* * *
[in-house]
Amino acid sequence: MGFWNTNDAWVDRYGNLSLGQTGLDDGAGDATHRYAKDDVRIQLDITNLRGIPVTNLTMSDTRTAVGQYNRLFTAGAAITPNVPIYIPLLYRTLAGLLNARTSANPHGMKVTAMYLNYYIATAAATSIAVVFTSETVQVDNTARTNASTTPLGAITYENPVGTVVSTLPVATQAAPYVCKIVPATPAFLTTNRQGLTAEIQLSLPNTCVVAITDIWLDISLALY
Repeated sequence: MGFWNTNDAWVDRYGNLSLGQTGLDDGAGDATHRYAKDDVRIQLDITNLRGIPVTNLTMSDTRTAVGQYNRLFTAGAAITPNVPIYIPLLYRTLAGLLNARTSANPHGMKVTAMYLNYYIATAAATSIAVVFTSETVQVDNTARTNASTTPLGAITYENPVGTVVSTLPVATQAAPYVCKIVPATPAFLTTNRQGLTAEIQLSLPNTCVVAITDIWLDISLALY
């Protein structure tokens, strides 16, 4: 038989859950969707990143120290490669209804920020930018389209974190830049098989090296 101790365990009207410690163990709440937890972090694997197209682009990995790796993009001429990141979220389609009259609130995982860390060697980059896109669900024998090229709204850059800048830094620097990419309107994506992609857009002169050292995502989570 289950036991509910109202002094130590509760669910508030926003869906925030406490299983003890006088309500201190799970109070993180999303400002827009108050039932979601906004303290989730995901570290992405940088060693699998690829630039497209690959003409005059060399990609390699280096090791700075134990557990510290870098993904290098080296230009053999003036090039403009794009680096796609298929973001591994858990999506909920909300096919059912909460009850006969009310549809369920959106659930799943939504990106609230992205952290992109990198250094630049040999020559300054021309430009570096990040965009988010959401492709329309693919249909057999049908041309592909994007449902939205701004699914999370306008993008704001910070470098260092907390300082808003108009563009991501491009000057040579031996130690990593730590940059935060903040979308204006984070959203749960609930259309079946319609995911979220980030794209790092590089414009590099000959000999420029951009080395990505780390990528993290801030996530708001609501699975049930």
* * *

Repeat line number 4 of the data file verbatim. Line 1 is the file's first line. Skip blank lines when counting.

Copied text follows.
């Protein structure tokens, strides 16, 4: 038989859950969707990143120290490669209804920020930018389209974190830049098989090296 101790365990009207410690163990709440937890972090694997197209682009990995790796993009001429990141979220389609009259609130995982860390060697980059896109669900024998090229709204850059800048830094620097990419309107994506992609857009002169050292995502989570 289950036991509910109202002094130590509760669910508030926003869906925030406490299983003890006088309500201190799970109070993180999303400002827009108050039932979601906004303290989730995901570290992405940088060693699998690829630039497209690959003409005059060399990609390699280096090791700075134990557990510290870098993904290098080296230009053999003036090039403009794009680096796609298929973001591994858990999506909920909300096919059912909460009850006969009310549809369920959106659930799943939504990106609230992205952290992109990198250094630049040999020559300054021309430009570096990040965009988010959401492709329309693919249909057999049908041309592909994007449902939205701004699914999370306008993008704001910070470098260092907390300082808003108009563009991501491009000057040579031996130690990593730590940059935060903040979308204006984070959203749960609930259309079946319609995911979220980030794209790092590089414009590099000959000999420029951009080395990505780390990528993290801030996530708001609501699975049930």